This year, 2020, marks the 30th anniversary of the UN’s International Day of Older Persons and it is a special year like never before. Why? Of course, because the impact of the COVID-19 pandemic has wrought on older persons around the world – not only on their health, but on their rights and well-being.
Today is an opportunity to highlight the important contributions that older people -who according to UN 2019 statistic count 703 million persons aged 65 or over – make to society and to also raise awareness of the opportunities and challenges of ageing in today’s world.
Considering that, and in Bahrain, older persons still imprisoned must be a priority in our efforts to overcome COVID-19. In keeping with the global efforts combatting this pandemic, we must not forget the elderly imprisoned for expressing opinions that were or are contrary to those of the governments. Today in Bahrain there are around 60 prisoners above 60 years old who are held solely for political reasons.
On 17 March of this year, Bahrain announced the release of 1,486 prisoners, 901 of whom received royal pardons on “humanitarian grounds”. The remaining 585 were given non-custodial sentences. The releases so far have excluded opposition leaders, activists and human rights defenders – many of whom are older, with some also having underlying medical conditions.
“The pandemic must have changed how we address certain human rights files in our country. Expanding opportunities for older persons and increasing their access to health, pensions and social protection will be crucial. But why not start first by liberating some of them who are behinds prison bars?” says Asma Darwish, BCHR’s advocacy officer.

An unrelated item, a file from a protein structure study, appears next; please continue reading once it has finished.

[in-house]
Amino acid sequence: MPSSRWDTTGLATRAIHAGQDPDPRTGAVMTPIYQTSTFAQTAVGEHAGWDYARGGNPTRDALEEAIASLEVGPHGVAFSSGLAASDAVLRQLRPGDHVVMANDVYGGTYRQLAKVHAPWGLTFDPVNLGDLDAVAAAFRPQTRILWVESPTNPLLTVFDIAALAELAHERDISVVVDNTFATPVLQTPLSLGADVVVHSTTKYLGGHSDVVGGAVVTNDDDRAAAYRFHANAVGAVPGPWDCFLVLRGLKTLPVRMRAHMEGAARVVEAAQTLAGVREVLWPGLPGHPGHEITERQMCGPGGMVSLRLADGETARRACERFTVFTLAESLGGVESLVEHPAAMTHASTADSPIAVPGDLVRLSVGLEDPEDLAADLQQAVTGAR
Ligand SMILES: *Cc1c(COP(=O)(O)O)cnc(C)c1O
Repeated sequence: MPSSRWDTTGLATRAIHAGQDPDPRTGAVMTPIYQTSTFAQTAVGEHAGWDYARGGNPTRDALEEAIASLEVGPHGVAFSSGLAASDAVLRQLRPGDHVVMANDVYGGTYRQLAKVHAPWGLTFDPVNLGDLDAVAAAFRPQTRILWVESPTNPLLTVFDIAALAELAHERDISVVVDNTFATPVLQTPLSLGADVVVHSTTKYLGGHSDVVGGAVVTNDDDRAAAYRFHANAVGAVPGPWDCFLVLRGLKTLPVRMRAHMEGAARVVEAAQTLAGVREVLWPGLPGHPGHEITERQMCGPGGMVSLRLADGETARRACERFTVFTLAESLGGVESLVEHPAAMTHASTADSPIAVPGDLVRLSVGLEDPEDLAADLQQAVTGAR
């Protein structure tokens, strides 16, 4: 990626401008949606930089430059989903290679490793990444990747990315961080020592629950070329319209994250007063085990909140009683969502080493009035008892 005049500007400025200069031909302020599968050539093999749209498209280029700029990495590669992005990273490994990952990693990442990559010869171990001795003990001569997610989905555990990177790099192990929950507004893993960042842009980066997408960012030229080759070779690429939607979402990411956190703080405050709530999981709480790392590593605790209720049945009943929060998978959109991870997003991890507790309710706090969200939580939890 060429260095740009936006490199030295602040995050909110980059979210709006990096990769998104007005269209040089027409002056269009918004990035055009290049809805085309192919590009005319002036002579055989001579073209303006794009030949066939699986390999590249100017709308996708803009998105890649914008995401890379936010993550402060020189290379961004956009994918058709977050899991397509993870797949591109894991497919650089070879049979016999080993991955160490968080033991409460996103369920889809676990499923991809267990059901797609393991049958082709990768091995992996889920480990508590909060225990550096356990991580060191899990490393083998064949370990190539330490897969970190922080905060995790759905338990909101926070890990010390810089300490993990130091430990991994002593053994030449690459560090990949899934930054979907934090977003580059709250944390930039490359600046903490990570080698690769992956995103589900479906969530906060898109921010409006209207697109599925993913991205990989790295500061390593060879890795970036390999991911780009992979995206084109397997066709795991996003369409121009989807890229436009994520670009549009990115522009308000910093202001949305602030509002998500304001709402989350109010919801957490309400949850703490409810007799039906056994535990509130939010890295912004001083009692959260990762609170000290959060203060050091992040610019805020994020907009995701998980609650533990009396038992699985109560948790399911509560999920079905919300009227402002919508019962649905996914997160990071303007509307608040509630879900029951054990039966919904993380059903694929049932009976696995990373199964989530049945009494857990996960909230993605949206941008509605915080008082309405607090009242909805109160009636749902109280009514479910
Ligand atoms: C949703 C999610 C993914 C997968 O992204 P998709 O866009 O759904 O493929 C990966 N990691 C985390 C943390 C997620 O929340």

Our list includes and is not limited to prisoners like:
- Mohamed Hasan Jawad (Parweez) – 75 years old
- Hasan Mushaima – 71 years old
- Abdulhadi Al Khawaja – 60 years old
- Khalil Al Halwachi – 60 years old
- Albuldwahab Hussain – 65 years old
As we all seek to recover better together, globally and locally, reuniting those elderlies with their families and communities and restoring what is left of their lives is crucial. The potential of older persons is a powerful basis for sustainable development. More than ever, we must listen to their voices, suggestions and ideas to build more better societies.